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Minnesota’s projected budget deficit shrinks to $627 million, forecast shows

That’s down significantly from the earlier estimate of a $1.1 billion deficit for the 2014-15 biennium.

Minnesota’s budget outlook continues to improve with each forecast.

The latest projection, released Thursday, shows the state’s shortfall has shrunk by nearly $500 million for the state’s 2014-2015 budget cycle.

That brings the total that Gov. Mark Dayton and the DFL Legislature must fill to $627 million, down from the earlier estimate of $1.1 billion.

 It’s unclear how Dayton will revise his $37.9 billion budget to reflect the reduced deficit or whether the governor will slash his proposed $2.1 billion overall revenue increase.

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About $290 million of the current budget cycle’s balance will go to pay back funds borrowed from the state’s school system to plug previous budget shortfalls. Those funds bring the total still owed to the schools down to $801 million. That number was more than $2 billion in 2011.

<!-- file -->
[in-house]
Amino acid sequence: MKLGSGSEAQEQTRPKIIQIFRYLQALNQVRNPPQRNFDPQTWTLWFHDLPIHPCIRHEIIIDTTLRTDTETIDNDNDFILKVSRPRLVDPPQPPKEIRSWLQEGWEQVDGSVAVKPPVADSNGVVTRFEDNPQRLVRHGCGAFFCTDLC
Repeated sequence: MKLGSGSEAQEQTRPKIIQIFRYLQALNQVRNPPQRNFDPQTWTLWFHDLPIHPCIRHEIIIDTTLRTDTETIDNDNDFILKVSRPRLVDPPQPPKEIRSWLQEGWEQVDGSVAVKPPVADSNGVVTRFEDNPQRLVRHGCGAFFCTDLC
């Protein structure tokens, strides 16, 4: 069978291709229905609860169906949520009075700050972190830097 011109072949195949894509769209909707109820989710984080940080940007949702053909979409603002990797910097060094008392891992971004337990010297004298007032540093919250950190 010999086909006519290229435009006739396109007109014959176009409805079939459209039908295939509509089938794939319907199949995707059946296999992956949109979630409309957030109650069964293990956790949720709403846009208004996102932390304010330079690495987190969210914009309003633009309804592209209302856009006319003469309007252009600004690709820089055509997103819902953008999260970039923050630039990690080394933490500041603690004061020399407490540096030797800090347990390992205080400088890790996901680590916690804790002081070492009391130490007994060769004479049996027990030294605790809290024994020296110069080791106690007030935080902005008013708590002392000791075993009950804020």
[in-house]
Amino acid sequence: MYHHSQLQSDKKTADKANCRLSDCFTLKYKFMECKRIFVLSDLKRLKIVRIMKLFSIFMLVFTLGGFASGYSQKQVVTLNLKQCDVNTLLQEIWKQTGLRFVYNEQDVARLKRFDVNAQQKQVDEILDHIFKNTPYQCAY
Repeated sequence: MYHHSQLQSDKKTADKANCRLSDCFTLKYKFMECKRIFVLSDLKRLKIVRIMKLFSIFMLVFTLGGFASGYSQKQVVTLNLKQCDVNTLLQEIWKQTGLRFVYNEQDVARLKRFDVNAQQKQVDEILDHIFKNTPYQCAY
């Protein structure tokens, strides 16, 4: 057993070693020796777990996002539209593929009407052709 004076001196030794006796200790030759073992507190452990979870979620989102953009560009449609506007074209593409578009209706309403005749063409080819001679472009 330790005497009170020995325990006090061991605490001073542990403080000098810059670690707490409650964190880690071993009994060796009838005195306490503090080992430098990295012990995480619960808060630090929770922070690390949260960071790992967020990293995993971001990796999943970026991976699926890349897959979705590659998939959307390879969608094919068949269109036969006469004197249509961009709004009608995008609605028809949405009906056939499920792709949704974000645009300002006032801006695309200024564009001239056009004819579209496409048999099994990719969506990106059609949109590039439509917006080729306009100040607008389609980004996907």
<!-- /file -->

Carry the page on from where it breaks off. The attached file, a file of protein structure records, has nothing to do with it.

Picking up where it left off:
Minnesota’s structural budget outlook — a key area of focus for Democrats — also improved significantly since the last forecast. The state is expected to have a $782 million surplus during the 2016-2017 biennium, up from $263 million.

Dayton and legislative leaders will react to the improved outlook Thursday afternoon, so check back later for additional coverage.

Republicans have credited the “pro-growth” policies their legislative majorities enacted over the last budget cycle with jump-starting the state’s economy. 

Democrats campaigned by attacking the use of temporary budget gimmicks over the last two years – borrowing from the state’s schools and frontloading tobacco settlement revenues – as poor policy for the state.